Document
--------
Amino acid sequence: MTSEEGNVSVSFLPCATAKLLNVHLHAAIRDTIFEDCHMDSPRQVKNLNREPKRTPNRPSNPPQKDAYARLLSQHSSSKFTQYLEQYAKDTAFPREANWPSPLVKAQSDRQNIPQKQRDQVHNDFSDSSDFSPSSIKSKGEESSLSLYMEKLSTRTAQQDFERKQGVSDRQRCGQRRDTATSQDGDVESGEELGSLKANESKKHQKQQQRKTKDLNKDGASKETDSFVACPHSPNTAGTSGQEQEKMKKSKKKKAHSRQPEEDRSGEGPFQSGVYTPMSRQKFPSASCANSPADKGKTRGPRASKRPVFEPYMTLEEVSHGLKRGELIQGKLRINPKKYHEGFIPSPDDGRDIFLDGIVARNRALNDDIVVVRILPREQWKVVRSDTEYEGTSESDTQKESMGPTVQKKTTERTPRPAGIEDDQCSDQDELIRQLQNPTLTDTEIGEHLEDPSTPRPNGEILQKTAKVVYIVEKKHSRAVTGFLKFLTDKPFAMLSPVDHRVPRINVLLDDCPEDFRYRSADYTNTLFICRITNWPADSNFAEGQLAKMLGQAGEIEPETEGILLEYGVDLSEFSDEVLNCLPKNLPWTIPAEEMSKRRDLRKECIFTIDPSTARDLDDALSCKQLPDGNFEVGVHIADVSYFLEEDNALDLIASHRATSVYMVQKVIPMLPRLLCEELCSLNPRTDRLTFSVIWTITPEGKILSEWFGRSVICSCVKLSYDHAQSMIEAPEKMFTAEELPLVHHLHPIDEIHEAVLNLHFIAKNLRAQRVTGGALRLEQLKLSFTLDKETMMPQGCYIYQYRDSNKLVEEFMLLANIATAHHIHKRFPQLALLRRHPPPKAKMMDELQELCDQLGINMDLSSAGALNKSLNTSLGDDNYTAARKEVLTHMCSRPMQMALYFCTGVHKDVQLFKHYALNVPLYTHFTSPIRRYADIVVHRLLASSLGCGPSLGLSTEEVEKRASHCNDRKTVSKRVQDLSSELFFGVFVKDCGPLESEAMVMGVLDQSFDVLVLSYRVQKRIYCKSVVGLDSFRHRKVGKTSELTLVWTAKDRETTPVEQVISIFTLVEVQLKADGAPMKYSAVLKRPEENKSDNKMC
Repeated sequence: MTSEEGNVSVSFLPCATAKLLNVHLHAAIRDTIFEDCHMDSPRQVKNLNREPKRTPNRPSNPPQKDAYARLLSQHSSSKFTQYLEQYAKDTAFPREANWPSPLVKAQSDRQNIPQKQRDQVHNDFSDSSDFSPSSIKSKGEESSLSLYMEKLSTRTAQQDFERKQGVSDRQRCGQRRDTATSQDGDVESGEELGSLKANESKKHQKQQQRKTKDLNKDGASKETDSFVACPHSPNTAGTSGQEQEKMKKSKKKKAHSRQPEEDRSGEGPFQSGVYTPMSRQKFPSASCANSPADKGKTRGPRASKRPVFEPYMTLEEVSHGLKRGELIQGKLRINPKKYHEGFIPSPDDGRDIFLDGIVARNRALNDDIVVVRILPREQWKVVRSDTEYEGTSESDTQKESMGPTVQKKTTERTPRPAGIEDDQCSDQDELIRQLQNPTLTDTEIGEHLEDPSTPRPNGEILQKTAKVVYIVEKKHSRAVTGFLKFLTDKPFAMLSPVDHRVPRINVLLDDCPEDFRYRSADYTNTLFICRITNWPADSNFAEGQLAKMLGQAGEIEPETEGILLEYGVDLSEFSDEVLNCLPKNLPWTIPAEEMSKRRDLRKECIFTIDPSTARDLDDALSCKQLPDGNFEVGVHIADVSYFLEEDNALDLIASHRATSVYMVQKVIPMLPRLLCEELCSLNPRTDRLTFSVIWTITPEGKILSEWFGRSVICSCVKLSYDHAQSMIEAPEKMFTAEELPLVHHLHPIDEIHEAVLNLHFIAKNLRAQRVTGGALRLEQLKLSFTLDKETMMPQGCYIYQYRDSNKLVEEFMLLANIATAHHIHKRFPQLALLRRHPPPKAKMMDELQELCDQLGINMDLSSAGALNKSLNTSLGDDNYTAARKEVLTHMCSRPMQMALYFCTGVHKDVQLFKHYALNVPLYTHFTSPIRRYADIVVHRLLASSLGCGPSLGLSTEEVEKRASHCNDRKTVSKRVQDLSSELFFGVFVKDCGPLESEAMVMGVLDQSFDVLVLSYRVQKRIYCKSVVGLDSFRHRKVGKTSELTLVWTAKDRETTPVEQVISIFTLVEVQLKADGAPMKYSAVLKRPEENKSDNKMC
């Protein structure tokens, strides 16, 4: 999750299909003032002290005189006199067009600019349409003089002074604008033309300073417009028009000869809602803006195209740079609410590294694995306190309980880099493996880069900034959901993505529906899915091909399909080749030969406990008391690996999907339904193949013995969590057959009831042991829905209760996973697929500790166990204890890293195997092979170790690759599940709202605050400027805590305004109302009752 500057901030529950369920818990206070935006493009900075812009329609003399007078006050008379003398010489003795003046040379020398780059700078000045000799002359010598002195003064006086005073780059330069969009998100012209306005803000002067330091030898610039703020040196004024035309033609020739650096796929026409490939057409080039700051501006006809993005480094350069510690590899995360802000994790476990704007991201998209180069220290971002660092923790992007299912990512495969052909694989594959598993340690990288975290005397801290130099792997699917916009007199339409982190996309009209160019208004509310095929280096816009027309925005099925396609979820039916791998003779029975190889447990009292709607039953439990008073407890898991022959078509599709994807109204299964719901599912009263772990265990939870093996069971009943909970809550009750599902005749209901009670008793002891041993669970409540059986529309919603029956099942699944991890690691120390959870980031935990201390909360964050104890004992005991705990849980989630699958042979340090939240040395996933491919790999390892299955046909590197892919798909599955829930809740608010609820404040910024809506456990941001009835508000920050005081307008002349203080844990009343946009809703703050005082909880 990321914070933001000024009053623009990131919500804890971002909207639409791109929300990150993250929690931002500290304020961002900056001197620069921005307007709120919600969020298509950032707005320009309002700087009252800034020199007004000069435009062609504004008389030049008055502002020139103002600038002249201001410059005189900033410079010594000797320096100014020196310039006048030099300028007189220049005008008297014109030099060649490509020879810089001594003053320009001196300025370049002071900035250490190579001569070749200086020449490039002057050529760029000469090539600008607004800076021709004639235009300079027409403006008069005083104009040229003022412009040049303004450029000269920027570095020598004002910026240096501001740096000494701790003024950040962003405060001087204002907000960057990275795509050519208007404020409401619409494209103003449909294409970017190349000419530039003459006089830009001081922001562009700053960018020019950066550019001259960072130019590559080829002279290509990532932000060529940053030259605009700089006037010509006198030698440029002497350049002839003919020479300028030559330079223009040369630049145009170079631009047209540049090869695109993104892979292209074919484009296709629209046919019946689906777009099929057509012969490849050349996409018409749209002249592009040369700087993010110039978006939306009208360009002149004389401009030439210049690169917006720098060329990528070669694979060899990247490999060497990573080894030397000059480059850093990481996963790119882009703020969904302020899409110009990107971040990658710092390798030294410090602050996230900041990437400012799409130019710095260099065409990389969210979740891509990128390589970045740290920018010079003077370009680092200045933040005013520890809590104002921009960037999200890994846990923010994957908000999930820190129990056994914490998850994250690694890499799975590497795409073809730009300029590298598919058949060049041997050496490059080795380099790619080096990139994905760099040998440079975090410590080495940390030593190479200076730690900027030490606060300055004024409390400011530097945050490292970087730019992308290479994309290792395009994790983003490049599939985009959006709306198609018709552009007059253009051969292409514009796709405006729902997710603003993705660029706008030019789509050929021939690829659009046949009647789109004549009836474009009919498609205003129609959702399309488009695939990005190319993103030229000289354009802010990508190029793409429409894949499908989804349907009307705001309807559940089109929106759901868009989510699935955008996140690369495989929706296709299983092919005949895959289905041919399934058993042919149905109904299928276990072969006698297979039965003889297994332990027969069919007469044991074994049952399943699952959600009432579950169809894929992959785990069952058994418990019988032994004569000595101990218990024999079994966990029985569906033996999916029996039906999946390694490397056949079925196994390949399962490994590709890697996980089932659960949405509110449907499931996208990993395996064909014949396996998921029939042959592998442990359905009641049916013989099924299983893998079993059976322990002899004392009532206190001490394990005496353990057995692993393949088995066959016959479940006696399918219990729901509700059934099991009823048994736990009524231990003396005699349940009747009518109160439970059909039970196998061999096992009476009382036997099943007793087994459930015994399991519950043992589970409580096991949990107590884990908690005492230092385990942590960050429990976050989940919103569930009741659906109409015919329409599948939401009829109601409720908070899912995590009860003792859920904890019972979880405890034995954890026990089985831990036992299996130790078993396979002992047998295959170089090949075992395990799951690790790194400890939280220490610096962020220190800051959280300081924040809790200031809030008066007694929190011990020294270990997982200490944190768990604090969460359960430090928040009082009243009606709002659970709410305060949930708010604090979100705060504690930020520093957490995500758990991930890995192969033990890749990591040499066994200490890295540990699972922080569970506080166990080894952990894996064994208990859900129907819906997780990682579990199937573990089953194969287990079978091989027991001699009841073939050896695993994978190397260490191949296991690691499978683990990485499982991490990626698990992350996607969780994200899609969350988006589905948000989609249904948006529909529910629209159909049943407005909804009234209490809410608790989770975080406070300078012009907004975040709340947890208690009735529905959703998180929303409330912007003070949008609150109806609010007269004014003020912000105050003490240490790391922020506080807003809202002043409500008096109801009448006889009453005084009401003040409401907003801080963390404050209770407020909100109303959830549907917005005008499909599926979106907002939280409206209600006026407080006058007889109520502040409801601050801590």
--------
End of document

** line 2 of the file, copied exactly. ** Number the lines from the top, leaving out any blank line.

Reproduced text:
Repeated sequence: MTSEEGNVSVSFLPCATAKLLNVHLHAAIRDTIFEDCHMDSPRQVKNLNREPKRTPNRPSNPPQKDAYARLLSQHSSSKFTQYLEQYAKDTAFPREANWPSPLVKAQSDRQNIPQKQRDQVHNDFSDSSDFSPSSIKSKGEESSLSLYMEKLSTRTAQQDFERKQGVSDRQRCGQRRDTATSQDGDVESGEELGSLKANESKKHQKQQQRKTKDLNKDGASKETDSFVACPHSPNTAGTSGQEQEKMKKSKKKKAHSRQPEEDRSGEGPFQSGVYTPMSRQKFPSASCANSPADKGKTRGPRASKRPVFEPYMTLEEVSHGLKRGELIQGKLRINPKKYHEGFIPSPDDGRDIFLDGIVARNRALNDDIVVVRILPREQWKVVRSDTEYEGTSESDTQKESMGPTVQKKTTERTPRPAGIEDDQCSDQDELIRQLQNPTLTDTEIGEHLEDPSTPRPNGEILQKTAKVVYIVEKKHSRAVTGFLKFLTDKPFAMLSPVDHRVPRINVLLDDCPEDFRYRSADYTNTLFICRITNWPADSNFAEGQLAKMLGQAGEIEPETEGILLEYGVDLSEFSDEVLNCLPKNLPWTIPAEEMSKRRDLRKECIFTIDPSTARDLDDALSCKQLPDGNFEVGVHIADVSYFLEEDNALDLIASHRATSVYMVQKVIPMLPRLLCEELCSLNPRTDRLTFSVIWTITPEGKILSEWFGRSVICSCVKLSYDHAQSMIEAPEKMFTAEELPLVHHLHPIDEIHEAVLNLHFIAKNLRAQRVTGGALRLEQLKLSFTLDKETMMPQGCYIYQYRDSNKLVEEFMLLANIATAHHIHKRFPQLALLRRHPPPKAKMMDELQELCDQLGINMDLSSAGALNKSLNTSLGDDNYTAARKEVLTHMCSRPMQMALYFCTGVHKDVQLFKHYALNVPLYTHFTSPIRRYADIVVHRLLASSLGCGPSLGLSTEEVEKRASHCNDRKTVSKRVQDLSSELFFGVFVKDCGPLESEAMVMGVLDQSFDVLVLSYRVQKRIYCKSVVGLDSFRHRKVGKTSELTLVWTAKDRETTPVEQVISIFTLVEVQLKADGAPMKYSAVLKRPEENKSDNKMC